Research news from UiO:Life Science, faculties, institutes and UiO's research magazine Apollon.
Diabetes, organ donation, consciousness, the immune system, evidence in rape cases, mental illnesses, medicinal plants and cancer. These are societal challenges that will be examined in interdisciplinary life science research groups at the University of Oslo.
Researchers have now found out what happens when normal cells develop into breast cancer. This finding can lead to more individualized treatment: the right treatment in the right dosage for the right patient.
Like our unique fingerprints, we all have a unique combination of connections in the brain. These networks of connections stabilises during childhood and adolescence. Delayed development may be an early sign of mental health disorders.
Researchers have discovered that plasma cells in the human intestine live longer than previously assumed. This finding may change treatment for gastrointestinal illnesses and boost the development of vaccines in pill form.
The severity of a heart attack is the most important factor affecting the patient’s subsequent outcome. New research shows that the severity can be reduced through the use of anti-inflammatory medication.
Research smell and taste is a relatively new field in Norway, but Postdoctoral Fellow Preet Bano Singh at the Faculty of Dentistry is breaking new ground in this area.
If you suffer from a dry mouth, the chances are that you also have dry eyes. The problem may be due to the sebaceous glands in the eyelids.
During the next six months, 67 students will work on research projects with summer scholarships from UiO:Life Science. At the Natural History Museum, bachelor’s degree student Marius F. Maurstad is already in full swing with his project. He is studying beetles at the molecular level to understand how climate change affects prevalence and evolution, and in a worst-case scenario, extinction of species – a dream job, in his opinion.
A frequent problem in orthodontic practice is that the teeth do not remain in their new positions. Can a protein prevent teeth from moving in the mouth?
What if you hardly ever consume soft drinks or eat anything acidic, but still have dental erosion on your teeth? Do genes play a role? And does it matter if you are a boy or a girl?
Molecules that are more often known for their potential to cause cancer may have a new, health-promoting role. Scientists are now discovering how these «radicals» may be used to prevent infections and promote the long-term success of dental implants.
Young people who demonstrate self-harming behaviours often admit that they have also attempted to take their own lives. Treatment directly aimed at combating self-harm and suicide has shown effective results.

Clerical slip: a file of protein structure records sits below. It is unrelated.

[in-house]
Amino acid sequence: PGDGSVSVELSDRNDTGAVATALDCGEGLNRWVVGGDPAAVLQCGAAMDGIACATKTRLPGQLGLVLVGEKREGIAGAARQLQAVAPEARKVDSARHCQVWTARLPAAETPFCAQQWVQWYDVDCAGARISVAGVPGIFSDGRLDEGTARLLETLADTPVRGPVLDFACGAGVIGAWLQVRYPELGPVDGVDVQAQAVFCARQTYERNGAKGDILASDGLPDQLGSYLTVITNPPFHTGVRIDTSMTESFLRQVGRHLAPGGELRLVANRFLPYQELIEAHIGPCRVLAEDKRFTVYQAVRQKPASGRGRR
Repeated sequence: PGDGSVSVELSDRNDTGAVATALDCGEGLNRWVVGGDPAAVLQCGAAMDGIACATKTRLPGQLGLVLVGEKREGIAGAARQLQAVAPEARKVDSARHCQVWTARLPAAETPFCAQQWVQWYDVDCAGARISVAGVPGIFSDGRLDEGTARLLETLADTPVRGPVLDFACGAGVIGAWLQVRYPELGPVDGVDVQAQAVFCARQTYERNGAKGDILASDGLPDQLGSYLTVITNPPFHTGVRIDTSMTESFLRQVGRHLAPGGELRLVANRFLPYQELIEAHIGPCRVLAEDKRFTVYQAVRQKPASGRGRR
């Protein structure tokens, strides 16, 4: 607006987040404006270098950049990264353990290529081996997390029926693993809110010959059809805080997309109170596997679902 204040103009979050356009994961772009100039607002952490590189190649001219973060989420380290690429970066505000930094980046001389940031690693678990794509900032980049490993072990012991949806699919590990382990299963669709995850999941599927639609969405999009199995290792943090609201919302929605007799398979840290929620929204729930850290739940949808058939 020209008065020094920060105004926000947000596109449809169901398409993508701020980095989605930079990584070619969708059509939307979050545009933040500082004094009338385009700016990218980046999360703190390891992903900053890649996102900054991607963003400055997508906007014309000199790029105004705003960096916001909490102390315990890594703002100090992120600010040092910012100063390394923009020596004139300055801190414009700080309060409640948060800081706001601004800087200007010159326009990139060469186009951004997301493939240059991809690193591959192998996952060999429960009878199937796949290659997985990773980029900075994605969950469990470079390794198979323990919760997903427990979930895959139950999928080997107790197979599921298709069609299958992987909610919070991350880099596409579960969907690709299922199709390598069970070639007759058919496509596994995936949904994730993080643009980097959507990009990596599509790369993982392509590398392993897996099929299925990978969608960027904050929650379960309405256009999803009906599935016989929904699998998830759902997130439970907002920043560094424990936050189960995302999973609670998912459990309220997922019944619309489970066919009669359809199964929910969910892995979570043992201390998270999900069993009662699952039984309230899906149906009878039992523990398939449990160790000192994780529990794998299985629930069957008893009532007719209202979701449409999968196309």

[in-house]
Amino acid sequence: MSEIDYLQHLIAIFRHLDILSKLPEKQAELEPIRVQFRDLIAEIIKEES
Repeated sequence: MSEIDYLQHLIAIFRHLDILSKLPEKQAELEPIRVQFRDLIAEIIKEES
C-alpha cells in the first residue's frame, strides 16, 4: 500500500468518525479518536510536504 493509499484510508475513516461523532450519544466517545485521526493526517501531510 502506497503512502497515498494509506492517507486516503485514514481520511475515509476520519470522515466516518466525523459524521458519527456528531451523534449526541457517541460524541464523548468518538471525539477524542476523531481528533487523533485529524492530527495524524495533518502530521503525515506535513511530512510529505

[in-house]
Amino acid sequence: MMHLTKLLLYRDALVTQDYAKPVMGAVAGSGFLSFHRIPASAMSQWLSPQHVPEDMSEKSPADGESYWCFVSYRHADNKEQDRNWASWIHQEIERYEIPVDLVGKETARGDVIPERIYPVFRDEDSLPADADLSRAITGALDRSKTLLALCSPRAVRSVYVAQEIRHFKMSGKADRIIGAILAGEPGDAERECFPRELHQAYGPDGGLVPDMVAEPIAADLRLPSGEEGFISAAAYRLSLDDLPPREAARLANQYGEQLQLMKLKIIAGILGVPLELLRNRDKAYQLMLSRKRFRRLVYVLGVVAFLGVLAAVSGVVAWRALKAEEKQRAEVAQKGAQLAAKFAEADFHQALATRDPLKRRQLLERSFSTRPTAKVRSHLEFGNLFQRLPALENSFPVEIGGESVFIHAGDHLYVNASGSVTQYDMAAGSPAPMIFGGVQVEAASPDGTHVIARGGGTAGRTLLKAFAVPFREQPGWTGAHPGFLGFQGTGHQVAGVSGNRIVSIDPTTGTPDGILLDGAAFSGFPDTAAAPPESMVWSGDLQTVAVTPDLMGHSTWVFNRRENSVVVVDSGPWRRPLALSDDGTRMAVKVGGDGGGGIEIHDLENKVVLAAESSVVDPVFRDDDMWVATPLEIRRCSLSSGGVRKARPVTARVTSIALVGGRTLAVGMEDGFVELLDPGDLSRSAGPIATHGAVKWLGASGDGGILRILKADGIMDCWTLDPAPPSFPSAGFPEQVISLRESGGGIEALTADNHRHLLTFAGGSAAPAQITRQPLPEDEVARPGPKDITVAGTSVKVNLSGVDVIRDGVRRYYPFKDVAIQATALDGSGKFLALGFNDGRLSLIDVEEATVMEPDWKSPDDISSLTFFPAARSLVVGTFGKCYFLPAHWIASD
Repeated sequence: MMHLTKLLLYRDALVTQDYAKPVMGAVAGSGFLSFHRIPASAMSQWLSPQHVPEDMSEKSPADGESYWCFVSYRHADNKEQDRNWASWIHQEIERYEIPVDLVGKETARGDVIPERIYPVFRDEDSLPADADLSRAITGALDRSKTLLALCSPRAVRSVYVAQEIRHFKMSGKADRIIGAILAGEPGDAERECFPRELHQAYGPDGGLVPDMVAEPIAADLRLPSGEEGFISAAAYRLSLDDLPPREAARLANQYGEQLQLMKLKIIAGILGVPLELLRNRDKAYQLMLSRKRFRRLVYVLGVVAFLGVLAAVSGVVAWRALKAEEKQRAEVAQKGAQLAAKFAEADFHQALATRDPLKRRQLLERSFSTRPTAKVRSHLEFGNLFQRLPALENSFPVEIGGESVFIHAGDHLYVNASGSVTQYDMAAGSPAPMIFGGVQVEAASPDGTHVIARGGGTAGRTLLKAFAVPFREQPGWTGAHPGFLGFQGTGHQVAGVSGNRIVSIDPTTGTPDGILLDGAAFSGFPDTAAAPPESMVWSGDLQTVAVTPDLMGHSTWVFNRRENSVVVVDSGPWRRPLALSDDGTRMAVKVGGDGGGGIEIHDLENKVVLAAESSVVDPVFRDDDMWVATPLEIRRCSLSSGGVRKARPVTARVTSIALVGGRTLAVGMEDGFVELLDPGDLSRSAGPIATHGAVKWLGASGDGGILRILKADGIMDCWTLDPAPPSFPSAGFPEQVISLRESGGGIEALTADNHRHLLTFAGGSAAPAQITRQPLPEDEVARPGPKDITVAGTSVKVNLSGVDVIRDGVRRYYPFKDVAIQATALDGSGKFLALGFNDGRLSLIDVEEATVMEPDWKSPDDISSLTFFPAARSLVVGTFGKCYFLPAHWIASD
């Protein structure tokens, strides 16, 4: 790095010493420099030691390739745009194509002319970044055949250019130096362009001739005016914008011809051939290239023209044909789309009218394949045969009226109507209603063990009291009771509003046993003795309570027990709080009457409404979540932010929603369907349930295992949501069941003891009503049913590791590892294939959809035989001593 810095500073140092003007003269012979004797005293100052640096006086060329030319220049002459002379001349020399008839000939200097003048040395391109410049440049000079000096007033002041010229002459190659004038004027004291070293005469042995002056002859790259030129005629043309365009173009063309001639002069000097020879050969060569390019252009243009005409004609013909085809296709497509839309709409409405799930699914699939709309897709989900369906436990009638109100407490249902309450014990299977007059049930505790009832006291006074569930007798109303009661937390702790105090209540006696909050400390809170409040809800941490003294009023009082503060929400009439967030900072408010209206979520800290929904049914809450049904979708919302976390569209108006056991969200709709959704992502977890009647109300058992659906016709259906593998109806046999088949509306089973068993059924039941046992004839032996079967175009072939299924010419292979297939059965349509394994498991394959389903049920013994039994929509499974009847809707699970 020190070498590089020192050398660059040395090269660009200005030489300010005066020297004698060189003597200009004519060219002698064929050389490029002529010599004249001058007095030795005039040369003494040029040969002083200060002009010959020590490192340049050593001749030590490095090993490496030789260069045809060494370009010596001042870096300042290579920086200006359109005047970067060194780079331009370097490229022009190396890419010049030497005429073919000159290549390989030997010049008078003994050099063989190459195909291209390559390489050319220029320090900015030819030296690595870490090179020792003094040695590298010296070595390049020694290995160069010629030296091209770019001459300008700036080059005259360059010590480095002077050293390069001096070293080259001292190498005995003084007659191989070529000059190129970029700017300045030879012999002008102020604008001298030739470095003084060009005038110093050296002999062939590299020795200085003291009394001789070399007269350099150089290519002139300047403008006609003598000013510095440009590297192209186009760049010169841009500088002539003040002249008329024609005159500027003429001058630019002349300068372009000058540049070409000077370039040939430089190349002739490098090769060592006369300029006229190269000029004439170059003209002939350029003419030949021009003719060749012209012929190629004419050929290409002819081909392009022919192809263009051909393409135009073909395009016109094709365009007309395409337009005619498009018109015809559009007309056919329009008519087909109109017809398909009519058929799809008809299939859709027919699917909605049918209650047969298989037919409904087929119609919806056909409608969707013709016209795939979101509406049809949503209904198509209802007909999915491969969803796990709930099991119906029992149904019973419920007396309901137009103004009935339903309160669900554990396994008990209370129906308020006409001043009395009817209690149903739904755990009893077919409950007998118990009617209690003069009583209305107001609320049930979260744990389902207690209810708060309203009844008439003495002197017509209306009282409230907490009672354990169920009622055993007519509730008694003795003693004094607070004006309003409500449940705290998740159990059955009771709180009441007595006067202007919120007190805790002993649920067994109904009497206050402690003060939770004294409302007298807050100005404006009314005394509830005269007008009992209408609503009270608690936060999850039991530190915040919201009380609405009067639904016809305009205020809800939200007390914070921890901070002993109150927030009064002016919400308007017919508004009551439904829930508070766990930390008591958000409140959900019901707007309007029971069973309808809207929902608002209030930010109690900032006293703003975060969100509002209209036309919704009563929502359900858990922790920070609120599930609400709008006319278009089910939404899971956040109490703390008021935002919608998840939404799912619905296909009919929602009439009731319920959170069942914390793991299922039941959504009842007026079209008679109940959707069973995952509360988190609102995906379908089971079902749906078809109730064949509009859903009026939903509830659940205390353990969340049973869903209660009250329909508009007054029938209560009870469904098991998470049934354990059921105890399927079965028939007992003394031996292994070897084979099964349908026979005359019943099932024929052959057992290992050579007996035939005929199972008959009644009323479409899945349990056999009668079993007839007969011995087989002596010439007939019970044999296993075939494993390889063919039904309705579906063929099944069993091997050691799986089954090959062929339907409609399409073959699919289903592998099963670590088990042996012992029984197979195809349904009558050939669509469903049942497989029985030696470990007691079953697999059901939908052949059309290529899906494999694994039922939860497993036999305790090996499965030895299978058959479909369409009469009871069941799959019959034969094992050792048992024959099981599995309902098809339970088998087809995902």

Analyses of sewage in Oslo reveal misuse of Ritalin, a medication normally given to patients with ADHD.
New research is revealing bacteria's internal struggle for power. The result may be better vaccines.
In the future, it will be possible to personalise your cancer treatment to you and your genes. Jian Gao is one of the contributors to the cancer treatment of the future.
Here is the new dietary advice on which types of fat, and in which quantities, are best for your child.
Imagine if we could talk to bacteria and tell them what they should do, or perhaps even better: what they should not do! This scenario is not so distant from what a research group at the University of Oslo (UiO) is working towards
The relations between e-waste and exposure to toxins in Africa has received little research to date. Ruth Prince is part of AnthroTOX, an new interdisciplinary research group combining natural and social sciences to understand and manage global anthropogenic toxicants.
Man-made pollutants, the peculiar immune system of codfish, embryonic development, personalised cancer therapies, human genetic history and new technologies to handle both disease and pollutants. This will be studied in seven new convergence environments at the University of Oslo.
Personalised cancer therapies and human genetic history. These are the topics of the last two convergence environments that will be funded by UiO:Life Science. With this, the list of the seven convergence environments that will receive support in 2017, is complete.
Man-made pollutants, the peculiar immune system of codfish, embryonic development and new technology to handle both disease and pollutants. This will be studied in five new convergence environments at the University of Oslo.
Children born without the ability to get several permanent teeth, known as severe hypodontia, must expect to be "eternal patients". A new doctoral thesis from the Faculty of Dentistry at the University of Oslo has examined how it is possible to better help these children.
There appears to be no end to the health benefits of the much-lauded antioxidants. Now it seems that they can also play a role in whether implants inserted into the body end up being a success or the cause of complications.
Researchers have found a new method to develop antibiotics that are tailored to kill multi-resistant bacteria.